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Photo via Chris Bannister/Flickr (CC BY 2.0) | Remix by Max Fleishman

A solution to a major hurdle.

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BY SAM GUTELLE

One of the major hurdles Facebook has faced in its quest to become a major player in the online video world is the presence of “freebooters” on its site. Freebooters, who re-upload content from other creators without permission, license, or attribution, have scored tens of millions of views on stolen videos, and top online creators have spoken out in protest.

In order to assist its video community, Facebook has officially announced a tool that will strike back against infringement. It has unveiled its Rights Manager service, which mirrors YouTube’s Content ID system in its ability to identify and strike down freebooted uploads.

Some of Facebook’s video partners, such as FullscreenZEFR, and Jukin Media, have had access to the Rights Manager for months, but the service is now being made available to a wider number of users. Like Content ID, Rights Manager uses a “fingerprinting” system that matches source files provided by rights holders to unlicensed uploads on Facebook. An important point of note is that the source files need not come from Facebook; they can be culled from other online video sites and TV broadcasts.

When it comes to freebooted content, Rights Manager should get the job done, but it will be interesting to see if Facebook is able to sidestep the issues YouTube has encountered with its own video matching software. Content ID has successfully cut down the number of unlicensed uploads on the world’s biggest video site, but it has also given copyright trolls, overzealous claimants, and other trigger-happy users the ability to wield power against creators whose videos do not infringe upon existing trademarks or fall within the bounds of fair use.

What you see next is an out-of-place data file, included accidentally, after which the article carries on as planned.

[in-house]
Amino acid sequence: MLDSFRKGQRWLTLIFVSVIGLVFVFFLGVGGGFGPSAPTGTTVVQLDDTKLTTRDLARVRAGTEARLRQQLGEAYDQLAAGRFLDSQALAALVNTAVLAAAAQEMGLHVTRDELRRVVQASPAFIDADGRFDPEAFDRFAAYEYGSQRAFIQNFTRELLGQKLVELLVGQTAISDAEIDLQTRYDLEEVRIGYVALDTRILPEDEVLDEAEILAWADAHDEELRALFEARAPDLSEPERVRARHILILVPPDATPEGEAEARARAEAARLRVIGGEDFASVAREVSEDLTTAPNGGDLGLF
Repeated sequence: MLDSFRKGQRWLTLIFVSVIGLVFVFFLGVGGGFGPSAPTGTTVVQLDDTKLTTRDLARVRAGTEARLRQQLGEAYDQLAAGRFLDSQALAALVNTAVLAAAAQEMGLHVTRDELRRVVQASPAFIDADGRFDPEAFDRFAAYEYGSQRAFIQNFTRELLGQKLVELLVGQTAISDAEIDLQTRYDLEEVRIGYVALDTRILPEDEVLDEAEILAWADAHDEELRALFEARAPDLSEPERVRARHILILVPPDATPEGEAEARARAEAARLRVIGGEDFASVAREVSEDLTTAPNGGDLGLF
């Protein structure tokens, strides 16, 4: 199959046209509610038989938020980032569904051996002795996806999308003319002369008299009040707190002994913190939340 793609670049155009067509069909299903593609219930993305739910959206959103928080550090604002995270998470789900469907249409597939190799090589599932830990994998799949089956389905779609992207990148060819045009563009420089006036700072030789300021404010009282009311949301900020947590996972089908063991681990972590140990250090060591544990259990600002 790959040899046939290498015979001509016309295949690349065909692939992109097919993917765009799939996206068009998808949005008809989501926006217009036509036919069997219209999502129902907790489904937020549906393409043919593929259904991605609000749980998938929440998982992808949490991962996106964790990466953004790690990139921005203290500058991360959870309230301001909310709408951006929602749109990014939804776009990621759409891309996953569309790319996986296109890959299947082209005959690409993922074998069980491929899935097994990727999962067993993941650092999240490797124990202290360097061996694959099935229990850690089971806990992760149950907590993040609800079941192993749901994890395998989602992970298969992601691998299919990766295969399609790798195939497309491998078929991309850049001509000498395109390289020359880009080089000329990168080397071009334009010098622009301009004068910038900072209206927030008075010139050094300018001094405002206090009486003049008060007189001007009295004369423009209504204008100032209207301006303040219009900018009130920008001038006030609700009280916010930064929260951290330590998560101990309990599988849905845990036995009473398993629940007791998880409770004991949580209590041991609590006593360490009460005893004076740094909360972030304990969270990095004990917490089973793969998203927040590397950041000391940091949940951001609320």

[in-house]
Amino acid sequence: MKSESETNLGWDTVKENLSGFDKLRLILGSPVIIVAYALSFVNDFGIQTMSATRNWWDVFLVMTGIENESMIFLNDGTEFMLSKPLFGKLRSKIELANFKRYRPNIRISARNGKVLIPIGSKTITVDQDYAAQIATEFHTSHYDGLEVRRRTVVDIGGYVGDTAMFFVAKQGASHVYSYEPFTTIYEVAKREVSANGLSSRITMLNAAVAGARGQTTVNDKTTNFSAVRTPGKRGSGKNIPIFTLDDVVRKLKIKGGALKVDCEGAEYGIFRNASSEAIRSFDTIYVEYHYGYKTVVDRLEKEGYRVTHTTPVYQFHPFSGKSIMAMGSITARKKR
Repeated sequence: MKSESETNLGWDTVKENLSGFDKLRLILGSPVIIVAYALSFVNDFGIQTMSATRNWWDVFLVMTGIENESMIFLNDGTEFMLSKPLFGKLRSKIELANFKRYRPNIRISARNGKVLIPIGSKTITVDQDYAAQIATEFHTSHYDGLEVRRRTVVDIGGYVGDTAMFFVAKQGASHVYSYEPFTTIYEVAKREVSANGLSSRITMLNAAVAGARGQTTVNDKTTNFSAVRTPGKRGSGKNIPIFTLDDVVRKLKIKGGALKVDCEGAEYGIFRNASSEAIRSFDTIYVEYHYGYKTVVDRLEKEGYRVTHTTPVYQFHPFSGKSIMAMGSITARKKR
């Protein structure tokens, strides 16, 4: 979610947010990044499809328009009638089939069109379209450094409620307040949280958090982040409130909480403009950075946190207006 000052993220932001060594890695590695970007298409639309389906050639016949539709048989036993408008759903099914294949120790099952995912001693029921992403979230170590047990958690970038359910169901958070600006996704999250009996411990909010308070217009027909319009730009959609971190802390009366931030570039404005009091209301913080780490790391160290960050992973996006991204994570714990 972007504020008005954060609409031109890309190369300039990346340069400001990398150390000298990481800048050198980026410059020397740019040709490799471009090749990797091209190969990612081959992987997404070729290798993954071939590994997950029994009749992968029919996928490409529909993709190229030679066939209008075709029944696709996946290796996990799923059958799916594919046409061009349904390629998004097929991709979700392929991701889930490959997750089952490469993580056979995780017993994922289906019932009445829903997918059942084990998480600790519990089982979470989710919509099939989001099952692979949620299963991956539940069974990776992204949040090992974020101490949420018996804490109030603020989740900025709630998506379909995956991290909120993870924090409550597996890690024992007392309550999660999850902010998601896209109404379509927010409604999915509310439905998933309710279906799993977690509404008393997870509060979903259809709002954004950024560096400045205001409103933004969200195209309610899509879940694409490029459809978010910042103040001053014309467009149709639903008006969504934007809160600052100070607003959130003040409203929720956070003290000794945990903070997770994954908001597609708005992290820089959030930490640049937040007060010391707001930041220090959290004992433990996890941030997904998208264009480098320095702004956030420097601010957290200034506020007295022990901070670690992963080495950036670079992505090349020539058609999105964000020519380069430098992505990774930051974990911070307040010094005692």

There is some evidence that Rights Manager will not empower fraudulent users in the same way Content ID has. Most importantly, Facebook is requiring potential claimants to apply in order to use the software, which should cut down on the number of copyright trolls who gain access to it. That policy, it should be said, comes with significant drawbacks. Freebooters do not exclusively target major media companies, and while the Fullscreens and Jukins of the world should have no trouble gaining access to Rights Manager (and subsequently using it to defend their network partners), it may be difficult for independent creators to wade through a non-automated application, especially on a site that gets billions of views each day.

It’s worth noting that we cannot fully speculate on the impact Rights Manager will have until Facebook enables monetization on its uploads. The social media site’s videos are not ad-supported, which means there is a lot less at stake for creators whose work gets freebooted than there is on YouTube. Monetization, however, is coming to Facebook, and the site’s execs have discussed the need for strong revenue streams on their site. As Facebook Partnerships Director Dan Rose said on the day of the Rights Manager announcement, “It’s early days for our media platform.”

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